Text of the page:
Music is still very present on television. What’s changed is more subtle than that, and has various factors. Music videos aren’t the money-maker they once were. TV channels have to work harder to gain audiences. Automation in TV production, and the job cuts that followed, have made it easier to just run content produced elsewhere than create original live studio programming. Corporate consolidation has led to more caution and a focus more on big-money highly-promoted “event” programming and less on the daily grind that will be mostly forgettable and not reusable, even if it can occasionally create unexpected gems.

I honestly don’t know if someone really committed to bringing back the essence of MusiquePlus (or MuchMusic on the English side, for that matter) could make it financially viable. MP didn’t make money when it was sold in the Bell-Astral merger, and V paid very little for it. If anyone felt they could step in and make it work, they had ample opportunity. And nothing it stopping anyone from creating a TV or online channel that does all of what MP used to do. They might even convince V to sell them the brand, since they won’t be using it anymore.

It’s sad that we’re losing MP’s history (they’re apparently in talks to preserve archives), but from music videos to live performances to interviews and critiques, the programming we found on it still exists.

It just no longer exists all in one place. And we don’t have Véronique Cloutier, Rebecca Makonnen and Geneviève Borne tying it all together.

Media News Digest: Canadian Screen Awards noms, no more print Voir, CBC hires Barbara Williams

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Canadian Super Bowl ads: A statistical analysis

It was the third year in a row that Bell Media was stuck in its impossible position: One of the biggest television events of the year and half its audience is watching it on a channel it doesn’t control because those people want desperately to avoid Bell Media’s advertisements.

Though the USMCA specifically requires the abolishment of the CRTC’s special rule forbidding simultaneous substitution during the Super Bowl (the Trump administration added it at the request of the NFL, which would see the value of the Canadian rights to the NFL drop significantly if the rule were kept in place), the new trade deal hasn’t been ratified, and the commission isn’t going to act until it is.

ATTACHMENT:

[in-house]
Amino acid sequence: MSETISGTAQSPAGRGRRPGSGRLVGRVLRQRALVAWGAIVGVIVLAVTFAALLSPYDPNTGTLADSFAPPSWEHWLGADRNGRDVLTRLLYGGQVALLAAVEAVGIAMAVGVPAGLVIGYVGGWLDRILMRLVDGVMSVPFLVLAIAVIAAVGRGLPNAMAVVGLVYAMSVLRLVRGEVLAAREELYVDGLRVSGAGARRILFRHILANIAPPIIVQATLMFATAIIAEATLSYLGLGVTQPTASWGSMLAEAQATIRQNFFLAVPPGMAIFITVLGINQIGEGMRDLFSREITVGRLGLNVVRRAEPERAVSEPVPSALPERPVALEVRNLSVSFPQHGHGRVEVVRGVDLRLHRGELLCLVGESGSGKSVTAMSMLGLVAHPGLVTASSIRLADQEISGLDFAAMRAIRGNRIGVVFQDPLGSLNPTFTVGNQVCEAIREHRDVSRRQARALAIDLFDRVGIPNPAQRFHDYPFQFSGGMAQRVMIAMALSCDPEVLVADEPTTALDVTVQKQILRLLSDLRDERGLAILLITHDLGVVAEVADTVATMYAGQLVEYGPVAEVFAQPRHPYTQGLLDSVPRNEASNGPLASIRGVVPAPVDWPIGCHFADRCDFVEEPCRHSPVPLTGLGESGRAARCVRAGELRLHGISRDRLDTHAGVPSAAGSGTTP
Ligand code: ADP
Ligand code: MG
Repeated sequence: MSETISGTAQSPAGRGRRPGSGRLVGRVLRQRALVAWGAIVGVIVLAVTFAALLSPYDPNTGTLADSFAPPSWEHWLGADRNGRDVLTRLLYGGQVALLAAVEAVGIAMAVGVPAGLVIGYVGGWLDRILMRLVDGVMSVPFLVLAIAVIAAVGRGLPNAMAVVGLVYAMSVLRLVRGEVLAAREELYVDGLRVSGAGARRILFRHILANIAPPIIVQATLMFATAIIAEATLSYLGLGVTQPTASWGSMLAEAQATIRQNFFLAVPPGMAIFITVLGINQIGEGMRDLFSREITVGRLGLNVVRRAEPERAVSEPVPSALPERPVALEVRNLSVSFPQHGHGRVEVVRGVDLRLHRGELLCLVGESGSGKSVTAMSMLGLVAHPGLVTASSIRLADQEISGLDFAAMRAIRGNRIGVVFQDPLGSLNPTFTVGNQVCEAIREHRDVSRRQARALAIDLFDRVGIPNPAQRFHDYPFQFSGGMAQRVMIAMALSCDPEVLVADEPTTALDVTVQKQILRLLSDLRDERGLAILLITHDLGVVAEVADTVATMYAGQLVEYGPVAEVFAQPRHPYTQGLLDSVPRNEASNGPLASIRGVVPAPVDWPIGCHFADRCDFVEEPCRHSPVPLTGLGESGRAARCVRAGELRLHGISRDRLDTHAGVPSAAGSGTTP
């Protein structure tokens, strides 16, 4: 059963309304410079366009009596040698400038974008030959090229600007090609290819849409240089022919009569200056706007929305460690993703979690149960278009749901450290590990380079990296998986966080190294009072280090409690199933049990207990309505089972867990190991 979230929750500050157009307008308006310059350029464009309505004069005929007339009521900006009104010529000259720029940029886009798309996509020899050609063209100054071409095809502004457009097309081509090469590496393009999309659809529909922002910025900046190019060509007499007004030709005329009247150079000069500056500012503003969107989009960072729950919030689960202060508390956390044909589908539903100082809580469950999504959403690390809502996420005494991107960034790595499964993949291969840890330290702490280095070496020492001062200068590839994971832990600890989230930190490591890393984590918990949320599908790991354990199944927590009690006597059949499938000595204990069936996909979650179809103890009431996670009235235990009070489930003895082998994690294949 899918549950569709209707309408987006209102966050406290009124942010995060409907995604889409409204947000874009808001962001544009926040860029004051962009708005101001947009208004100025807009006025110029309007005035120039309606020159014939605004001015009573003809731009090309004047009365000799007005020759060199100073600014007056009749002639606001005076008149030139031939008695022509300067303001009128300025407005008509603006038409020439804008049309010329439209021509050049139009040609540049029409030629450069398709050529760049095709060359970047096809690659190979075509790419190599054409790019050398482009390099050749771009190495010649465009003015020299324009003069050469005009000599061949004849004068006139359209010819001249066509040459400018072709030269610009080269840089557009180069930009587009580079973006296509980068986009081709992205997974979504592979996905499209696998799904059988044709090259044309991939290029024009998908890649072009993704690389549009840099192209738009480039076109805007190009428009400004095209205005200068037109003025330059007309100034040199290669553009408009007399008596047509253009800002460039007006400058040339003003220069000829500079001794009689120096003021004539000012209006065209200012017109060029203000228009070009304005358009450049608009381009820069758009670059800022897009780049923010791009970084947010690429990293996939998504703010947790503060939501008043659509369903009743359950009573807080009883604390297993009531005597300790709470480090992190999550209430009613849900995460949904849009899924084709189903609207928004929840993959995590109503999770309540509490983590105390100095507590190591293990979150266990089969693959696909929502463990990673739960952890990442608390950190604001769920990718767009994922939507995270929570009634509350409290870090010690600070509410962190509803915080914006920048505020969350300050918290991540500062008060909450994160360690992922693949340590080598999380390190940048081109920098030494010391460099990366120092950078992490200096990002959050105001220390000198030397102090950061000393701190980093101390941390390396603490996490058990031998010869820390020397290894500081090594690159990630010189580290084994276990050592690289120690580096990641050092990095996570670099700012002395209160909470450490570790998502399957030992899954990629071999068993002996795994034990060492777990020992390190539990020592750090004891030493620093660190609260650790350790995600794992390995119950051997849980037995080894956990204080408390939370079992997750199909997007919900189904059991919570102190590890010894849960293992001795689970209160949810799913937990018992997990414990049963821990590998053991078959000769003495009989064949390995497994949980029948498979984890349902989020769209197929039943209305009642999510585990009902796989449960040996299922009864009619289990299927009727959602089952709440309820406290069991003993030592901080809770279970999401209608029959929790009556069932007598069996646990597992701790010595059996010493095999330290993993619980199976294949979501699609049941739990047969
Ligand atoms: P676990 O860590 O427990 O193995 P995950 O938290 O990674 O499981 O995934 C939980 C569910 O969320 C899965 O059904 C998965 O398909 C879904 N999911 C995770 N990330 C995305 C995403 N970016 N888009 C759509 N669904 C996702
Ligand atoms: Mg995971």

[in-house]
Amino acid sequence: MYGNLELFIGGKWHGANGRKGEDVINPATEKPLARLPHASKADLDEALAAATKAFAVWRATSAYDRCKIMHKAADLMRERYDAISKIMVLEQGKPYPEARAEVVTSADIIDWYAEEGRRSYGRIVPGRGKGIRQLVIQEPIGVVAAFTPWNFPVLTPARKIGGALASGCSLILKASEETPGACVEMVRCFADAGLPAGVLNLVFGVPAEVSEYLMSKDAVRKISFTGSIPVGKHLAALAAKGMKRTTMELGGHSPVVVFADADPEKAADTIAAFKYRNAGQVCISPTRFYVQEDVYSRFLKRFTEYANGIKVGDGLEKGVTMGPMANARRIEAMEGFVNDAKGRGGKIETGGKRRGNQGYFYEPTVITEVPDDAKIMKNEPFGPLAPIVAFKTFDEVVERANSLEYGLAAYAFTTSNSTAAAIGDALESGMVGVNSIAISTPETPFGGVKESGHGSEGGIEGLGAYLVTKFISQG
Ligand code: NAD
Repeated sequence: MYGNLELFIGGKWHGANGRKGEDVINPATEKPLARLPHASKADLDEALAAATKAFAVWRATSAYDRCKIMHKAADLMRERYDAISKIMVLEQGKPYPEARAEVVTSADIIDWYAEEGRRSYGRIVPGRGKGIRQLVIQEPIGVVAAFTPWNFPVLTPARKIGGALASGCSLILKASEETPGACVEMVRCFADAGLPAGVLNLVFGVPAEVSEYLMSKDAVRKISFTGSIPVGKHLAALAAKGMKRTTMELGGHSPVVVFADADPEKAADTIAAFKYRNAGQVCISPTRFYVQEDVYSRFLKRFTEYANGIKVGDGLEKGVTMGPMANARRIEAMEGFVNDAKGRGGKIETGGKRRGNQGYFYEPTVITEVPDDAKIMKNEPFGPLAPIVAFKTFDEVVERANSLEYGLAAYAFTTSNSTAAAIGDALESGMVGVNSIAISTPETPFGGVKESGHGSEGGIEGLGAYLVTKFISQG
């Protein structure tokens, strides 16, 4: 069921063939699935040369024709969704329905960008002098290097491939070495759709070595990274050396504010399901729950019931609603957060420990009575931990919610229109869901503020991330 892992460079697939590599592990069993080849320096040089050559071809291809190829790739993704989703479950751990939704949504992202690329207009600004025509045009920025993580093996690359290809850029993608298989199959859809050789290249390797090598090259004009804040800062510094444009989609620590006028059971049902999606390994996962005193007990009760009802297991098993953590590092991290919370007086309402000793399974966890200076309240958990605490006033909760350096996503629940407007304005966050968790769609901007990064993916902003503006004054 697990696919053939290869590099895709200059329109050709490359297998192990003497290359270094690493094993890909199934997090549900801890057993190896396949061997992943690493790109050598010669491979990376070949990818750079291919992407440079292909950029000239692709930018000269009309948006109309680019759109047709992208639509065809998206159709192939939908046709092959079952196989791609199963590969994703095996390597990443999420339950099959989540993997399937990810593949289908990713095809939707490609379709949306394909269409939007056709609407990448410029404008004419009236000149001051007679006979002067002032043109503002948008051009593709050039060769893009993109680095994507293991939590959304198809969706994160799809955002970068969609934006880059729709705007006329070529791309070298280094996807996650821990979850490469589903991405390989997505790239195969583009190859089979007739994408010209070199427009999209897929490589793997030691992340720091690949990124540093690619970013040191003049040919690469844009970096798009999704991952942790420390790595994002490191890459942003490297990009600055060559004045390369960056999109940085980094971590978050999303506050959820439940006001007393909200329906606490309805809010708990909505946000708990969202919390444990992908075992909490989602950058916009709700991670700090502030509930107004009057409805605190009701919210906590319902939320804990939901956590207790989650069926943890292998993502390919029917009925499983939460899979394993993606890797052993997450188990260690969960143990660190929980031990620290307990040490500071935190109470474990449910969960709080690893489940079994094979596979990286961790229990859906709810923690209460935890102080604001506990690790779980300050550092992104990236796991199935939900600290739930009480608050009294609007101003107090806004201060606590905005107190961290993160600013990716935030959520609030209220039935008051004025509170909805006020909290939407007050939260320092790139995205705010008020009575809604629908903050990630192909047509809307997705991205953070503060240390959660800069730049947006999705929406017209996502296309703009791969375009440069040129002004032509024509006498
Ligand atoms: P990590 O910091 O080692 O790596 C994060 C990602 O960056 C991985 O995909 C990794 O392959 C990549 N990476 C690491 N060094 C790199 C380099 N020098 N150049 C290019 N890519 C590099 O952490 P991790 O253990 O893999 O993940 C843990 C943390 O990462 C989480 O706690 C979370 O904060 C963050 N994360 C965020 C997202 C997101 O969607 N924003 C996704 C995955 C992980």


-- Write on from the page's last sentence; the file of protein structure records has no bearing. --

If the USMCA is ratified this year (which is a big if), this could be the last time Canadians watching on cable will get to see big-budget ads from T-Mobile and other advertisers that have no interest in Canada.

I followed both the Canadian (TSN5) and U.S. (WCAX-TV Burlington) versions of the Super Bowl broadcast live to compare the two. Bell had no plans for a watch-to-win contest or other gimmick to get Canadians to tune in to its broadcast, and there weren’t many big announcements about big-budget Canadian ads (Bell pointed to one featuring Michael Bublé, but that ad also aired in the U.S.), so I was curious about the quality of the ads that would be broadcast.

Here is a playlist of all the ads I could find on YouTube that aired on CFCF-DT Montreal during the Super Bowl game (between kickoff and the end of the game, when the simsub exception applies).

Some of the ads were Super Bowl ads that appeared on both sides of the border, including one for Marvel’s Avengers: Endgame, an Olay commercial featuring Sarah Michelle Gellar, a Colgate ad with Luke Wilson, an ad for Persil ProClean, a teaser for the Amazon Prime series Hanna (which aired simultaneously in both countries) and a 30-second version of a Budweiser ad touting renewable energy.

For just the Super Bowl-style new ads that appeared only on the Canadian broadcast, you can follow this playlist.

Among the Canadian-only ads that tried something new for the Super Bowl:

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Media News Digest: La Presse wants money, Global expands Morning Show, Sportsnet cuts Elliott Price